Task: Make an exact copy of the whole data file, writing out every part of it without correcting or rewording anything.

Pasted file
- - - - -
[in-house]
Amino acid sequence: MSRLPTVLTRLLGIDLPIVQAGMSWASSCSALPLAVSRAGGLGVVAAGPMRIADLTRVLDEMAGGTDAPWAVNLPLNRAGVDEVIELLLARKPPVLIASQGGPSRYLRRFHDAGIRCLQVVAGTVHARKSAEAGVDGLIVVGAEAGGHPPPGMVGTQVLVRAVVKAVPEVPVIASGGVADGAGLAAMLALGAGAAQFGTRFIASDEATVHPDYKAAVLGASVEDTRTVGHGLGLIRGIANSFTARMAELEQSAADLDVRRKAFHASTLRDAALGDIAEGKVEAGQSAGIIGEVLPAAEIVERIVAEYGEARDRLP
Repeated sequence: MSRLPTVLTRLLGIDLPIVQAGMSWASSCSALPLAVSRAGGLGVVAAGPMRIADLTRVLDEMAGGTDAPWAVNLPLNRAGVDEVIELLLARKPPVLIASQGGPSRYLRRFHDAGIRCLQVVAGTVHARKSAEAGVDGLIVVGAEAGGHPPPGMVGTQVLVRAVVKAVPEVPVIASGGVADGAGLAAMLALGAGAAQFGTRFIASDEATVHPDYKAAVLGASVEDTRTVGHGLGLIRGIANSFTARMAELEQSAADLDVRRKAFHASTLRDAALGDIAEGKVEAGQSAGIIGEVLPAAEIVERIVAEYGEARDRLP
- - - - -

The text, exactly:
[in-house]
Amino acid sequence: MSRLPTVLTRLLGIDLPIVQAGMSWASSCSALPLAVSRAGGLGVVAAGPMRIADLTRVLDEMAGGTDAPWAVNLPLNRAGVDEVIELLLARKPPVLIASQGGPSRYLRRFHDAGIRCLQVVAGTVHARKSAEAGVDGLIVVGAEAGGHPPPGMVGTQVLVRAVVKAVPEVPVIASGGVADGAGLAAMLALGAGAAQFGTRFIASDEATVHPDYKAAVLGASVEDTRTVGHGLGLIRGIANSFTARMAELEQSAADLDVRRKAFHASTLRDAALGDIAEGKVEAGQSAGIIGEVLPAAEIVERIVAEYGEARDRLP
Repeated sequence: MSRLPTVLTRLLGIDLPIVQAGMSWASSCSALPLAVSRAGGLGVVAAGPMRIADLTRVLDEMAGGTDAPWAVNLPLNRAGVDEVIELLLARKPPVLIASQGGPSRYLRRFHDAGIRCLQVVAGTVHARKSAEAGVDGLIVVGAEAGGHPPPGMVGTQVLVRAVVKAVPEVPVIASGGVADGAGLAAMLALGAGAAQFGTRFIASDEATVHPDYKAAVLGASVEDTRTVGHGLGLIRGIANSFTARMAELEQSAADLDVRRKAFHASTLRDAALGDIAEGKVEAGQSAGIIGEVLPAAEIVERIVAEYGEARDRLP